A bit more on this to follow on from my last entry and to provide my references.
I added a skip to content link as part of my development of the core navigation in the site. This is assist those who use screen readers of navigate via keyboard. I was prompted to do this based on my previous experience with accessibility requirements and based on advice in the Inclusive Design Patterns book (Pickering, 2016).
This was not as simple to accomplish as you might think and the resulting function behaves differently in each browser, however regardless the “skip” option is part of the tab-index as should enhance the navigation of the site.
Here is how it works in Chrome – not aesthetically pleasing, but satisfies the requirement. The video shows what happens when the user visits the page and presses the tab key, this reveals the skip to content button.
Faulkner, S. (2016, January 26). The state of hidden content support in 2016. Retrieved December 24, 2016, from https://www.paciellogroup.com/blog/2016/01/the-state-of-hidden-content-support-in-2016/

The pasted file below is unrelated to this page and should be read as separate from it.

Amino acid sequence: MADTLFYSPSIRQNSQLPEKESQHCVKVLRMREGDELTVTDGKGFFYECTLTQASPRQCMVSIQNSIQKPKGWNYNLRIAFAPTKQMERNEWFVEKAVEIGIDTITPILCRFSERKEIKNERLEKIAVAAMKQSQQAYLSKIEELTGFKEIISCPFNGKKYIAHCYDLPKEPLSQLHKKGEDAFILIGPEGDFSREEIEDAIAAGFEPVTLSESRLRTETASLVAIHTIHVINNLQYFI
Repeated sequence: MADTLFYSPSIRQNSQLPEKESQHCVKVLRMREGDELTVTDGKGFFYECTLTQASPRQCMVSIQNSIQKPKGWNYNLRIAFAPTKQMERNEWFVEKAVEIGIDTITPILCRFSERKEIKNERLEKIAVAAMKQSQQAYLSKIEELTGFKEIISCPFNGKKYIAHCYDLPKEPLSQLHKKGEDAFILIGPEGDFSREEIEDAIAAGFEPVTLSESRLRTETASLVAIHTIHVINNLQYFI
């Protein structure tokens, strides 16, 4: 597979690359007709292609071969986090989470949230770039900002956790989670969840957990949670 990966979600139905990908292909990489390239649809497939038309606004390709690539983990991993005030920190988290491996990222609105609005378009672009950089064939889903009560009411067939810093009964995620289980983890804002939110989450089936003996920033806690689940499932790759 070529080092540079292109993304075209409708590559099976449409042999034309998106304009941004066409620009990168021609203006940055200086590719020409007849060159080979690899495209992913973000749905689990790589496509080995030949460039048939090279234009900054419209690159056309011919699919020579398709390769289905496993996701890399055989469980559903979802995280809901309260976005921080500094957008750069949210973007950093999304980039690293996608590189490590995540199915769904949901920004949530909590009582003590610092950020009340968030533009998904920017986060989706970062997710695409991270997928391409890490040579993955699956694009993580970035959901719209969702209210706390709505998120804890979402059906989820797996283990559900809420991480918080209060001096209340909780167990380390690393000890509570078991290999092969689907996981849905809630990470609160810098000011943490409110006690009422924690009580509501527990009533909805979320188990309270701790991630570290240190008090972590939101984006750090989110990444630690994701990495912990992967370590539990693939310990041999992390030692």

Mozilla Developer Network. (2016a, November 15). Firefox 50 for developers. Retrieved December 24, 2016, from https://developer.mozilla.org/en-US/Firefox/Releases/50#document-main
Mozilla Developer Network. (2016b, December 1). Font-size. Retrieved December 24, 2016, from https://developer.mozilla.org/en-US/docs/Web/CSS/font-size
Pickering, H. (2016). Inclusive Design Patterns (Kindle ed.). Freiburg, Germany: Smashing Magazine GmbH.
W3C. The hidden attribute. Retrieved December 24, 2016, from http://w3c.github.io/html/editing.html#the-hidden-attribute
WebAIM. (2014, December 11). WebAIM: CSS in action – invisible content just for screen reader users. Retrieved December 24, 2016, from http://webaim.org/techniques/css/invisiblecontent/